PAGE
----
Even more confusing is the fact that the central event of the novel makes no sense at all.  Joan Ashby’s son (the other one, not the computer genius) steals an unpublished novel of hers and has it published under a pseudonym.  Somehow this is meant to assuage his horror at being the untalented one of the family.  But how?  Since the book is published under a pseudonym and he must refuse all in-person interviews or book signings in order to keep his nefarious deed a secret, what exactly did he expect to get out of this?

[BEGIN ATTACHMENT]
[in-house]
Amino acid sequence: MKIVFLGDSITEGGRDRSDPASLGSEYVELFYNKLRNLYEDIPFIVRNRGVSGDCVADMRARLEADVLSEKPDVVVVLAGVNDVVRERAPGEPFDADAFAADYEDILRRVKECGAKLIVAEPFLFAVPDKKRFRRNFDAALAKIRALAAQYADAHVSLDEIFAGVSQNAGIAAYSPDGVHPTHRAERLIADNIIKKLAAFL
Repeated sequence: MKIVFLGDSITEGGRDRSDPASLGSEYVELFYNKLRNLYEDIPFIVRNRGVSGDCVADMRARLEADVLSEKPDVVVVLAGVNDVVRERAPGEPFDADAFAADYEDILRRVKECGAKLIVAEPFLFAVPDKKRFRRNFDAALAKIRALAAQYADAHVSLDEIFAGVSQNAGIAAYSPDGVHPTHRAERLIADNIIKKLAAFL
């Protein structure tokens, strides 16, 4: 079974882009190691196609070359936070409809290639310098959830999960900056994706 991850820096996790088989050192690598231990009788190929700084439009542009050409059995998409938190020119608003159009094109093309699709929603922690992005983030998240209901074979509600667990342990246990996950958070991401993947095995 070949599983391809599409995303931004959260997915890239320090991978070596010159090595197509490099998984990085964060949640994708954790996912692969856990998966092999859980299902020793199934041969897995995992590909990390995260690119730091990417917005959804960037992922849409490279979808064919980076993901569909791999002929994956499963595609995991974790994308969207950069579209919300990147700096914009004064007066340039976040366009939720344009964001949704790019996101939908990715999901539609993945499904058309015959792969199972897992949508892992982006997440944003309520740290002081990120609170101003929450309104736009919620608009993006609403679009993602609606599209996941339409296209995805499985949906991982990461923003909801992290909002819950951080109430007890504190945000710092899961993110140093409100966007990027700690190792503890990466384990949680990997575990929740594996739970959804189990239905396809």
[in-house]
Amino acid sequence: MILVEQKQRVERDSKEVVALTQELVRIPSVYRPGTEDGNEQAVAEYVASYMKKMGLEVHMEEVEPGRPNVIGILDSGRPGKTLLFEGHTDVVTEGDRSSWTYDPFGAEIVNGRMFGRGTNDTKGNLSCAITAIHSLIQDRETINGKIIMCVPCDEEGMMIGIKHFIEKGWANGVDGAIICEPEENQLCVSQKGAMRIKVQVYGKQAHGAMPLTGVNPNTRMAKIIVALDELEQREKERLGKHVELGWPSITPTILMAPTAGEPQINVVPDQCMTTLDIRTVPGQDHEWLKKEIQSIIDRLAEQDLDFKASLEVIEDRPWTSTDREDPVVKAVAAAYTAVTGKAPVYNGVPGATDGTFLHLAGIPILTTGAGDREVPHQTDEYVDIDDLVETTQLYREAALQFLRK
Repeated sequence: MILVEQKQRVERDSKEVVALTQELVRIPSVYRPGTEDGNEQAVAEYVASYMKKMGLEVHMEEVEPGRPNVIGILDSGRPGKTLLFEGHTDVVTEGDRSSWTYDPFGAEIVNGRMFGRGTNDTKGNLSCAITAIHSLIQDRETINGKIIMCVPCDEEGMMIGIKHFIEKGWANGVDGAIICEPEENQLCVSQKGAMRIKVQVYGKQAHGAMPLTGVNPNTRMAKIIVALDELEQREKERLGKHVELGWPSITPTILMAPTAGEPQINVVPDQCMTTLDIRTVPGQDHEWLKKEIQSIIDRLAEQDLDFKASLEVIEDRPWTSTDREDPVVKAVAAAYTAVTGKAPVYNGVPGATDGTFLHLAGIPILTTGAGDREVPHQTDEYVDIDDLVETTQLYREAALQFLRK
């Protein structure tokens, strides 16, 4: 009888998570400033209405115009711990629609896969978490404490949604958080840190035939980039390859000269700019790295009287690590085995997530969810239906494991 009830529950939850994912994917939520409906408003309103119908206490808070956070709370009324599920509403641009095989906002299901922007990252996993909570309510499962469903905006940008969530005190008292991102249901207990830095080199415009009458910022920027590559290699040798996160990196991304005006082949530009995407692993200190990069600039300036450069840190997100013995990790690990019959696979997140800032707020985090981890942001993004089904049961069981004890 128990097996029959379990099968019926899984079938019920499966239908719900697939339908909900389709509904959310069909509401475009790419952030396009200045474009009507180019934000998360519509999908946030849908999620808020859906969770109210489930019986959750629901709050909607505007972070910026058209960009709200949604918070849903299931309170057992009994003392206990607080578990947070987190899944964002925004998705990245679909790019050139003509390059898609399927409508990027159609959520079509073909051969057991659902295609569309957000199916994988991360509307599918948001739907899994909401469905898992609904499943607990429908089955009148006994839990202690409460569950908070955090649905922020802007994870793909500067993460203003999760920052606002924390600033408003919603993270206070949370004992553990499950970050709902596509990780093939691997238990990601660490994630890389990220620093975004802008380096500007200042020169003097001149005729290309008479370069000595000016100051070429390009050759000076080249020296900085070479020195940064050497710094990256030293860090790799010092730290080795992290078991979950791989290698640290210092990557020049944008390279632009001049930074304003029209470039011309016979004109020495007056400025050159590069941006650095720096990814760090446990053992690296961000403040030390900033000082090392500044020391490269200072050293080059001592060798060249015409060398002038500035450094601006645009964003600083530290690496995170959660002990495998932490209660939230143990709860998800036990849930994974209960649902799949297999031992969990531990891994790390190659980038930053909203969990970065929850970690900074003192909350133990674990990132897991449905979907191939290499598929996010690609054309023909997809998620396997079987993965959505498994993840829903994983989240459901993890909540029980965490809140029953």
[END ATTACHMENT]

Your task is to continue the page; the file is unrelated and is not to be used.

His mother, upon finding out, doesn’t confront him and ask why he has done this, but flees instead to India in hopes of meeting the Dalai Lama, who will bring her enlightenment.  But she also nurses a sense of deep grievance.  Her son has stolen her soul by stealing her novel, committing a sin that is irreparable.  But the remedy lies directly to hand.  Just announce to the world that the book was published under a pseudonym, but is actually the work of Joan Ashby.  There are plenty of hints, although never a direct statement, that Joan craves the attention and acclaim that comes with successful authorship.  It is that which the son has stolen from her since, after all, she has all the rest: the satisfaction of having written a well-received novel, the knowledge of having gained many readers, and all the money the book has earned.  Yet—and this is the kicker—the novel clearly expects us to sympathize entirely with Joan, to feel as outraged as her with what has transpired, and to see her flight (and refusal to deal with either her son or her husband) as not only understandable, but as heroic and noble.  The lack of any dissenting perspectives on Joan robs the book of the very depth to which it aspires.  Chasing fame and fortune trumps all else—and it is just assumed that, of course, readers will agree.  We will root for Joan and be thrilled when, in the end, she gets to have it all.